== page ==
Studio’s This is How It Goes

Here’s a disclaimer, and you can decide whether or not to take it into account when reading this review. I’m fond of Neil LaBute’s work, and have been since I first saw the movie version of In the Company of Men almost ten years ago. So when I tell you that I think the play is good and worth seeing, you can ponder whether or not I’m just predisposed to like it. After all, the Washington Post’s Peter Marks was less than generous to the material and not too impressed.

Personally I think it’s got enough interesting characters and behavior to maintain interest, even if Marks is right and the character’s motivations are slimly explained. I don’t disagree with him, I just happen to think it doesn’t really matter. People often make choices based on slim reasoning beyond immediate self-interest and I don’t think there’s any behavior in the play that necessarily needs further elaboration. Show me a character handing someone they have never met $100 and I need some explanation as to why they’d do such a thing. Show me a character stealing $1 off a countertop when they know there’s no chance of getting caught and you don’t need to explain it to me – you’ve just demonstrated to me that they’re kinda slimy. I don’t think I’m revealing anything too surprising if I tell you there’s some slimy represented in This is How It Goes.

This post appeared in its original form at DC Metblogs
The actors all do a good job and they make interesting choices on the way. Another disclaimer: Anne Bowles is a friend of a friend, so you can decide for yourself if you should trust my assessment of an actor’s skills if I’ve hoisted a beer with them. All three actors acquit themselves well with the material they’re called upon to portray, with all three doing slightly different heavy lifting. Bowles has to whipsaw around more than her costars, with scenes expecting her to portray awkward, angry, coquettish, reflective, reluctant and did I mention angry? Our unreliable source of information, Feldman’s unnamed character, alternately omits or fabricates things about himself and Greene’s Cody but it’s Bowles’ Belinda who’s called upon to portray contradictory behavior from one moment to the next. At one point she has to re-do something a mere ten seconds later when our unnamed narrator puts some very shocking and filthy words into her mouth. She does well with the challenge, showing Belinda’s emotional states well at any given moment without the advantage of continuity of behavior you’d have in a more linear work.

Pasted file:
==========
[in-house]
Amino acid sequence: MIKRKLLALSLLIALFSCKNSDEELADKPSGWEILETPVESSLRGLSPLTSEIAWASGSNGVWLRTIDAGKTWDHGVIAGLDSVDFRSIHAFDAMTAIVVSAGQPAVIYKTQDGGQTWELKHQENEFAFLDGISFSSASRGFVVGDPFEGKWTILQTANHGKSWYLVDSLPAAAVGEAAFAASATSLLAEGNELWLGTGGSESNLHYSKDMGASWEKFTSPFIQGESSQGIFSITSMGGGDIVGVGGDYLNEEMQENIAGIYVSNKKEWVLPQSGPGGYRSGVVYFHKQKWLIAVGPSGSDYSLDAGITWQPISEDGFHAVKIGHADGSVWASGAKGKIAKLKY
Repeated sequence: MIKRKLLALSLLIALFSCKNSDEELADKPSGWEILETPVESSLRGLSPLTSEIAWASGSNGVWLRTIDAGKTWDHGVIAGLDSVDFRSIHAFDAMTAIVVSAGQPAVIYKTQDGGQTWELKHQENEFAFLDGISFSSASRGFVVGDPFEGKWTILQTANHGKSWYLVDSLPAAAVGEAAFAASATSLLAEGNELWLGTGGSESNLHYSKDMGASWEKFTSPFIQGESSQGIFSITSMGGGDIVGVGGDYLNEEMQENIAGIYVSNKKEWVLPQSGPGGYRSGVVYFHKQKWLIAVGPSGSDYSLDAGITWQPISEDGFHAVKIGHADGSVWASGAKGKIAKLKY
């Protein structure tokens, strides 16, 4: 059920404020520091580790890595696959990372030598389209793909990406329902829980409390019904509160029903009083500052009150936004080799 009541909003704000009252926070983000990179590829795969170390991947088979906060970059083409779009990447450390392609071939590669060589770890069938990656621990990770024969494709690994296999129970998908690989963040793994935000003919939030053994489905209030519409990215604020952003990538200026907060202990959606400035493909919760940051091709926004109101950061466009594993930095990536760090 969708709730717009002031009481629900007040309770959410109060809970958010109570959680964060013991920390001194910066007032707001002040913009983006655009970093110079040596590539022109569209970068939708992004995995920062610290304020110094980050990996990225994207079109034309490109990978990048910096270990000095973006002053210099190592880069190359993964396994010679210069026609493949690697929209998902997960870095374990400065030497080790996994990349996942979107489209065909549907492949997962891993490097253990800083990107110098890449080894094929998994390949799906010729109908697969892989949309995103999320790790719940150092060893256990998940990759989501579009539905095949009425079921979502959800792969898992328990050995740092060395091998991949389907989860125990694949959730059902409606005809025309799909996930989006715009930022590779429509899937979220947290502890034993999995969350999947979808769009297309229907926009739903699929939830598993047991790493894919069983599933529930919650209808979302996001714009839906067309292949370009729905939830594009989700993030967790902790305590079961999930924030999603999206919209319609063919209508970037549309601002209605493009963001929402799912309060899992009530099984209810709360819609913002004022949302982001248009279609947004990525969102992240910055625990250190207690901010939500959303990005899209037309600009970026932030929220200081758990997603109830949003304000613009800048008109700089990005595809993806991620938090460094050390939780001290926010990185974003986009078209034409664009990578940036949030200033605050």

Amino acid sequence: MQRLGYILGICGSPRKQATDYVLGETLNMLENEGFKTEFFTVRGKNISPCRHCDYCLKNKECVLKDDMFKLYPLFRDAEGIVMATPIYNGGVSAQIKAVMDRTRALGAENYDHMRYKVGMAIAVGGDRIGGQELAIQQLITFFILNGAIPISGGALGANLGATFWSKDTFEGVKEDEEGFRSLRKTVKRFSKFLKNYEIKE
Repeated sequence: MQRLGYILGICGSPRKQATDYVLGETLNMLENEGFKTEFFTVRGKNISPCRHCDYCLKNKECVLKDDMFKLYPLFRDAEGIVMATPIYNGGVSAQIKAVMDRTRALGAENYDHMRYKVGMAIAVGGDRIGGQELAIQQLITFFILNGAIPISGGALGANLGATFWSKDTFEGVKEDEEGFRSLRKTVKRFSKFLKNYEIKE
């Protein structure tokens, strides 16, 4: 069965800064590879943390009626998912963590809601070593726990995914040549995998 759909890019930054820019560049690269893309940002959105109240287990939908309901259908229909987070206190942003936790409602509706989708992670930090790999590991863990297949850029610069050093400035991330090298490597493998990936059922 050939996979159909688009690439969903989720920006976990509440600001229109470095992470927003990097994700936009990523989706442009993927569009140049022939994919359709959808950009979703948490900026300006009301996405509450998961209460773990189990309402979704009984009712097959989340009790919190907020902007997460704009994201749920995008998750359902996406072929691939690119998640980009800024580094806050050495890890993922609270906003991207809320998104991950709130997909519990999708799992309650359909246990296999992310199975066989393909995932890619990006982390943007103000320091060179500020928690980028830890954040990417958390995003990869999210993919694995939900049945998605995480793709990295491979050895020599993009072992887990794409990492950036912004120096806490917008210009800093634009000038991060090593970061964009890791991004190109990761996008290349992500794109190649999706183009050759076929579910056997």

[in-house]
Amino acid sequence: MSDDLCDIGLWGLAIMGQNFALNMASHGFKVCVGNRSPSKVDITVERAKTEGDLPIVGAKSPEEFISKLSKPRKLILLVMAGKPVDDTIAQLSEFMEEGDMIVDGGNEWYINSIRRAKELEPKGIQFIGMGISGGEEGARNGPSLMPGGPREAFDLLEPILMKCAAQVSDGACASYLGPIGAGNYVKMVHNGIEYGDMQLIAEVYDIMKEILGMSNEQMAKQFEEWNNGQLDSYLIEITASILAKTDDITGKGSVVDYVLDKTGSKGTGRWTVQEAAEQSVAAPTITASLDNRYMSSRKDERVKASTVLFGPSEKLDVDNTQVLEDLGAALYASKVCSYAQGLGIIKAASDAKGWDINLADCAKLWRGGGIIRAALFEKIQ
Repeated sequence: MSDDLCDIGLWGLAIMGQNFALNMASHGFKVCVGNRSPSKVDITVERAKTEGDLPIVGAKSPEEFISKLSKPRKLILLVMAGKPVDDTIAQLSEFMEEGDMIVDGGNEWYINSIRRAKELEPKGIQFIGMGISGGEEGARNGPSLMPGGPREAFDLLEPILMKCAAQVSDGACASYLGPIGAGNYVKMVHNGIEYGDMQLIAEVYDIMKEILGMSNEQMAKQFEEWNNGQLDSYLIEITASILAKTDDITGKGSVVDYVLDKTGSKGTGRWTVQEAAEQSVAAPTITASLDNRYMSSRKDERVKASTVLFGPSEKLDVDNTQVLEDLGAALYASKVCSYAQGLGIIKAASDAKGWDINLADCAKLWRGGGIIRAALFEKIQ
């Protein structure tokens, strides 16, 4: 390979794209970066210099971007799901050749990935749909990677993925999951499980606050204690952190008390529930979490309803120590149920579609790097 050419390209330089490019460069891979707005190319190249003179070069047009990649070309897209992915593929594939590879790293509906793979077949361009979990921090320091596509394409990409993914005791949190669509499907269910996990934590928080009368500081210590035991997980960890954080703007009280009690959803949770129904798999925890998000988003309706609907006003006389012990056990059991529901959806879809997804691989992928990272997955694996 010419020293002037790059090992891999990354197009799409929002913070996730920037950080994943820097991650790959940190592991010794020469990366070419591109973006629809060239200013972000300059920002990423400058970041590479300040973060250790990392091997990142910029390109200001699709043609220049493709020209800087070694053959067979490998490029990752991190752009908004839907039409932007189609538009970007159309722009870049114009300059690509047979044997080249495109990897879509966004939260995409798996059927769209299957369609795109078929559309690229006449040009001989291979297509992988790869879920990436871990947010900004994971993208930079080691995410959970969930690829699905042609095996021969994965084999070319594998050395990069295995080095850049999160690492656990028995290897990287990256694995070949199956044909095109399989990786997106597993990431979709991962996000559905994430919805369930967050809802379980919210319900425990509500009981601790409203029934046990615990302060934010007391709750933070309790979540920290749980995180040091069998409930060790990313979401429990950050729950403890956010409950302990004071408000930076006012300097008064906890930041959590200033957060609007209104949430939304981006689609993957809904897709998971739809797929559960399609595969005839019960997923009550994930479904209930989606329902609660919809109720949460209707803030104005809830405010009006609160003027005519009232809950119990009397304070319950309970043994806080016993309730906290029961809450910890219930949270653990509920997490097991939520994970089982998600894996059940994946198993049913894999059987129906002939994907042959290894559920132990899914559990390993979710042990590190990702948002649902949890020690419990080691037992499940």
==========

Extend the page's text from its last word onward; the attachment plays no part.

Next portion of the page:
The really shining moments for the players come in the two back-to-back scenes showing different versions of the same event involving Belinda and Cody. They both do a fantastic job of managing to show a couple having moments of love, tenderness, bitterness, anger, and hate – a range that seems excessive if you’re one of the seven people on the planet who have never been in a relationship that’s in a death spiral. Maybe a trivial activity for an experienced actor, but I think it’s impressive they manage to do the same scene twice with two radically different arcs and be compelling and be convincing both times. Particularly impressive is how well Greene puts on a loving and concerned demeanor after being asked to be so cold, distant, and nasty in almost every other moment we see him.

Feldman’s challenges revolve around having to stop and start his interactions with the other actors and talk directly to us in the audience in between. He does a good job of having a one-sided interaction seem like it goes both ways, though perhaps that was aided by the one fellow in our audience who thought that maybe he should respond when Feldman faced us and asked a question that I would personally have taken as meta-rhetorical.

I had just one complaint about the play itself which I’ll try to mention obliquely, lest I give something away for you that you’d like to be surprised by. Our narrator has a bit of an explosion during his last explanation to the audience that reveals something about his motivations that I think was a completely unnecessary development. The earlier back and forth about what is and isn’t true about his motivations and beliefs serve the story and our interest well. I don’t see how this last bit does any of us any good – if anything, it overly simplifies the machinations that make things a little more revelatory and provides a kind of superfluous icing on the cake. I’d have been happier without it, I think.

If you’re open to works that don’t necessarily portray humans in the best light I’d recommend it. The run is currently scheduled to go through February 11th so you’ve just just under two weeks to go see it.

This is How It Goes at Studio Theater
1501 14th St, NW
Washington DC 20005


This post appeared in its original form at DC Metblogs

Well I used to say something in my profile about not quite being a “tinker, tailor, soldier, or spy” but Tom stole that for our about us page, so I guess I’ll have to find another way to express that I am a man of many interests.

Hmm, guess I just did.

My tastes run the gamut from sophomoric to Shakespeare and in my “professional” life I’ve sold things, served beer, written software, and carried heavy objects… sometimes at the same place. It’s that range of loves and activities that makes it so easy for me to love DC – we’ve got it all.


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